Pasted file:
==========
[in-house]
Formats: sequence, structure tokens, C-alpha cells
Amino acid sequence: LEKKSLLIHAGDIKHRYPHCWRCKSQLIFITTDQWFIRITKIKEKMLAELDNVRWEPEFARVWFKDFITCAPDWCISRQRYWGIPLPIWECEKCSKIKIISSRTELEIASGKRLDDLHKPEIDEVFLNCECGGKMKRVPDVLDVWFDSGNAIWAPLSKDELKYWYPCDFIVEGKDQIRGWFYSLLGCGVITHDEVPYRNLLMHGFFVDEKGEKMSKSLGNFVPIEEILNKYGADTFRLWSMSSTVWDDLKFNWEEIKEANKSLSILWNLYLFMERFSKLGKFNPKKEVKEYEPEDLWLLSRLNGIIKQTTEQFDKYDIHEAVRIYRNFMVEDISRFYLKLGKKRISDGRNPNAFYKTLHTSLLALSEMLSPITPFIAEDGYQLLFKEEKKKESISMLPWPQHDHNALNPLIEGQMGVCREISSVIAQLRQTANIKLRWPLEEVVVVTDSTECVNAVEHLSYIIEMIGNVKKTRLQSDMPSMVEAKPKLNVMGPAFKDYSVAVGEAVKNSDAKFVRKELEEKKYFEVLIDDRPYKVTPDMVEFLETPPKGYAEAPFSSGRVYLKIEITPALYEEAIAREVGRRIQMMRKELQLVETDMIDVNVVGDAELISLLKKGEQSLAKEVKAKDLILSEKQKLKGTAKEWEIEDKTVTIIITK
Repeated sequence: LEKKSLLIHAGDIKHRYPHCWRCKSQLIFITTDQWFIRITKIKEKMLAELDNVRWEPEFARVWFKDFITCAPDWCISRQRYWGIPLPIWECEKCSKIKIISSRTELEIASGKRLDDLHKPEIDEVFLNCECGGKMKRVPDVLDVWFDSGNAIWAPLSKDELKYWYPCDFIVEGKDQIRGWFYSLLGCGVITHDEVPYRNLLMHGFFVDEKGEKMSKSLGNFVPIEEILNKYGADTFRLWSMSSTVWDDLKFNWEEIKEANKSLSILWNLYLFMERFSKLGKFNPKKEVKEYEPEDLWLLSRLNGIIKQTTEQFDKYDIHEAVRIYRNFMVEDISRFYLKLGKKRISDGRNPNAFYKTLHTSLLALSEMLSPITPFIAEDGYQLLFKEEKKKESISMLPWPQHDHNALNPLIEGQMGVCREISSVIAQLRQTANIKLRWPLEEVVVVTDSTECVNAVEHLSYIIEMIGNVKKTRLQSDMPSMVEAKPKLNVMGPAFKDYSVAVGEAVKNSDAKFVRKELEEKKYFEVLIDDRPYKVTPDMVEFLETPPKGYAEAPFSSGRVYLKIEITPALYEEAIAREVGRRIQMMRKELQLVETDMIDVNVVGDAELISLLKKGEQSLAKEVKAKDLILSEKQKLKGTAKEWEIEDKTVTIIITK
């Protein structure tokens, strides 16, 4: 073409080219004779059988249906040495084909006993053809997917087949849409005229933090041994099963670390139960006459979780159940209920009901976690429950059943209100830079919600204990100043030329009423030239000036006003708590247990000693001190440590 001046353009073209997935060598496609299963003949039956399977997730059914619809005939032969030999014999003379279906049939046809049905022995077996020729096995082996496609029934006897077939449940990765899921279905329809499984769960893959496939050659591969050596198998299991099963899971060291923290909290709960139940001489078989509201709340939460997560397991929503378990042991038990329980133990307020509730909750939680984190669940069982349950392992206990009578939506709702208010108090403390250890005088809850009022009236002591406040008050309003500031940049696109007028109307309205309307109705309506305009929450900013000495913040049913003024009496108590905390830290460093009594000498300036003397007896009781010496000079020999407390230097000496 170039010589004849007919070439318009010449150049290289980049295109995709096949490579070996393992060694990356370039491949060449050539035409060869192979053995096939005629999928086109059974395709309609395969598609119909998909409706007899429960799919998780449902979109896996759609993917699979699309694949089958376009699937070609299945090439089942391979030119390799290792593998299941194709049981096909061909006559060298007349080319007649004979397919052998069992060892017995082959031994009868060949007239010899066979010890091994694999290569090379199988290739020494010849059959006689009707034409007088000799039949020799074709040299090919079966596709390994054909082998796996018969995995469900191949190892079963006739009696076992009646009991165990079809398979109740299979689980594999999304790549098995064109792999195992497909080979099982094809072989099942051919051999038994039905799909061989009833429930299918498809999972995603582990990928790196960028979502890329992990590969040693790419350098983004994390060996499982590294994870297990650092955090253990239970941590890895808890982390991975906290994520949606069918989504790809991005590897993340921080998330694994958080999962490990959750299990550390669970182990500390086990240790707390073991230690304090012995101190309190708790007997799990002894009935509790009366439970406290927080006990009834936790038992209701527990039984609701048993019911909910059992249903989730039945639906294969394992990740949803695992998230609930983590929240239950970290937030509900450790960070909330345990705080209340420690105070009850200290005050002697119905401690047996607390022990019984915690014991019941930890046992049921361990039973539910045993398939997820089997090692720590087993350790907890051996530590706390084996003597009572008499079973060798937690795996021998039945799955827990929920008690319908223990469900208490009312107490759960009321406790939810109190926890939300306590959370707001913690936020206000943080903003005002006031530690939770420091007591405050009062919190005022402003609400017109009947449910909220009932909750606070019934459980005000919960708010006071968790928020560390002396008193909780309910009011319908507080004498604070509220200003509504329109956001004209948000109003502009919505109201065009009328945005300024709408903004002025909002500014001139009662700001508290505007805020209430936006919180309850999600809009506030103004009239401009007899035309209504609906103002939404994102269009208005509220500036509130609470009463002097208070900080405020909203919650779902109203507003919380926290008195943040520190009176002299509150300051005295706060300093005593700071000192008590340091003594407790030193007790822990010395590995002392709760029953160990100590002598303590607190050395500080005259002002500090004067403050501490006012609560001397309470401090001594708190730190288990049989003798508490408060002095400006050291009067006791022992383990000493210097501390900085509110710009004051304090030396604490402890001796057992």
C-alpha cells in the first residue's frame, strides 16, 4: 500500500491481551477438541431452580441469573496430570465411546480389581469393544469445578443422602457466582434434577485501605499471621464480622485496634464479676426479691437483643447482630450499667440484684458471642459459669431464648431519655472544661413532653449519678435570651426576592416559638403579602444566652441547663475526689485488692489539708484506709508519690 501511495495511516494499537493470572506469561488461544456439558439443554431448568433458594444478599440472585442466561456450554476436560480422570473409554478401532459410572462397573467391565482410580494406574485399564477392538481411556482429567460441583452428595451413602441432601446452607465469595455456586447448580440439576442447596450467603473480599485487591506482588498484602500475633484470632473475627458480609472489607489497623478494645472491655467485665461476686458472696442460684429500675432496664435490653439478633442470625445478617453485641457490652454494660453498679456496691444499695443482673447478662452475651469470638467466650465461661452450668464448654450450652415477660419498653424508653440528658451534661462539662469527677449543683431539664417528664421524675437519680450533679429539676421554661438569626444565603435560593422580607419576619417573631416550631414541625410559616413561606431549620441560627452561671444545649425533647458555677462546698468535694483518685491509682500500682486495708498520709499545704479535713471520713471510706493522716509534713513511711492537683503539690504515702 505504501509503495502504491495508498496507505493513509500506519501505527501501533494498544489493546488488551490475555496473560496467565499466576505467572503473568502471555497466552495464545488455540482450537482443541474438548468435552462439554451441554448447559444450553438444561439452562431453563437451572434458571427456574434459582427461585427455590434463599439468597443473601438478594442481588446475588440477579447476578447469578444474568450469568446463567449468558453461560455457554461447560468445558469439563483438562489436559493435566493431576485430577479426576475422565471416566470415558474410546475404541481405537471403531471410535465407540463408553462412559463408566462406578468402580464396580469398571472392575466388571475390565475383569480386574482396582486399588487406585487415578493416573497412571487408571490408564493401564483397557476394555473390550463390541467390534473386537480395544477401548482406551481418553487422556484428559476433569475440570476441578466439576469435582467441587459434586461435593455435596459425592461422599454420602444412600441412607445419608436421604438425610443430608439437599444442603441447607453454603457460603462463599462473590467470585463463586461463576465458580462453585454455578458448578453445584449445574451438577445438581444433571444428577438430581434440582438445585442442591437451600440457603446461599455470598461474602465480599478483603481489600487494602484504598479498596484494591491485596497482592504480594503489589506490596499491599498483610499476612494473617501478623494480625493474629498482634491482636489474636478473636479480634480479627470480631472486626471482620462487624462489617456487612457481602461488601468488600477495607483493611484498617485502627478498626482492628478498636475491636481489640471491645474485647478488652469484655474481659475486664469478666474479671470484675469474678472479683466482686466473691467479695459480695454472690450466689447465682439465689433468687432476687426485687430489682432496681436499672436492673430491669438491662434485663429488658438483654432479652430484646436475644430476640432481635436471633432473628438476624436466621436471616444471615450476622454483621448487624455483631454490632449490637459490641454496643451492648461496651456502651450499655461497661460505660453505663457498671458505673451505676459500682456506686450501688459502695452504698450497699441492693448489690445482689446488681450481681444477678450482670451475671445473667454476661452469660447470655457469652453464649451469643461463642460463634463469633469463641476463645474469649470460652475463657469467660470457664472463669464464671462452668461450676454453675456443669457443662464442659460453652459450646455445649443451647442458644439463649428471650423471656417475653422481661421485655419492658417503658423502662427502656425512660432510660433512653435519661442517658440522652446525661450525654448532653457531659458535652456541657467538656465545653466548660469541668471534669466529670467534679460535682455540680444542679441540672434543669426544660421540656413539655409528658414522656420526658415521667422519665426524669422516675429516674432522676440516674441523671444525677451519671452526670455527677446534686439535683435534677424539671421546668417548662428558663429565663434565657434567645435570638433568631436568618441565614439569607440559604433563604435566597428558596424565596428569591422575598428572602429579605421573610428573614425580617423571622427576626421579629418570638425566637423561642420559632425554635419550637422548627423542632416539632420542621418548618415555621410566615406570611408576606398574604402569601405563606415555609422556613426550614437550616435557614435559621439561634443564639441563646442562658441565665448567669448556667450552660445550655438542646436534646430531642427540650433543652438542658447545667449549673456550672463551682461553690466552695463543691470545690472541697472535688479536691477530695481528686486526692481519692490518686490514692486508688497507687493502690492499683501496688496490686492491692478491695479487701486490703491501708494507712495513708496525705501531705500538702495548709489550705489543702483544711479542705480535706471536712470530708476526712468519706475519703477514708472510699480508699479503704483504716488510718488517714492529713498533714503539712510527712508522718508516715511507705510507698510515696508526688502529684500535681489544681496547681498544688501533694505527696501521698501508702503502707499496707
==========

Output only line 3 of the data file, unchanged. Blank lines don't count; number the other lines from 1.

Amino acid sequence: LEKKSLLIHAGDIKHRYPHCWRCKSQLIFITTDQWFIRITKIKEKMLAELDNVRWEPEFARVWFKDFITCAPDWCISRQRYWGIPLPIWECEKCSKIKIISSRTELEIASGKRLDDLHKPEIDEVFLNCECGGKMKRVPDVLDVWFDSGNAIWAPLSKDELKYWYPCDFIVEGKDQIRGWFYSLLGCGVITHDEVPYRNLLMHGFFVDEKGEKMSKSLGNFVPIEEILNKYGADTFRLWSMSSTVWDDLKFNWEEIKEANKSLSILWNLYLFMERFSKLGKFNPKKEVKEYEPEDLWLLSRLNGIIKQTTEQFDKYDIHEAVRIYRNFMVEDISRFYLKLGKKRISDGRNPNAFYKTLHTSLLALSEMLSPITPFIAEDGYQLLFKEEKKKESISMLPWPQHDHNALNPLIEGQMGVCREISSVIAQLRQTANIKLRWPLEEVVVVTDSTECVNAVEHLSYIIEMIGNVKKTRLQSDMPSMVEAKPKLNVMGPAFKDYSVAVGEAVKNSDAKFVRKELEEKKYFEVLIDDRPYKVTPDMVEFLETPPKGYAEAPFSSGRVYLKIEITPALYEEAIAREVGRRIQMMRKELQLVETDMIDVNVVGDAELISLLKKGEQSLAKEVKAKDLILSEKQKLKGTAKEWEIEDKTVTIIITK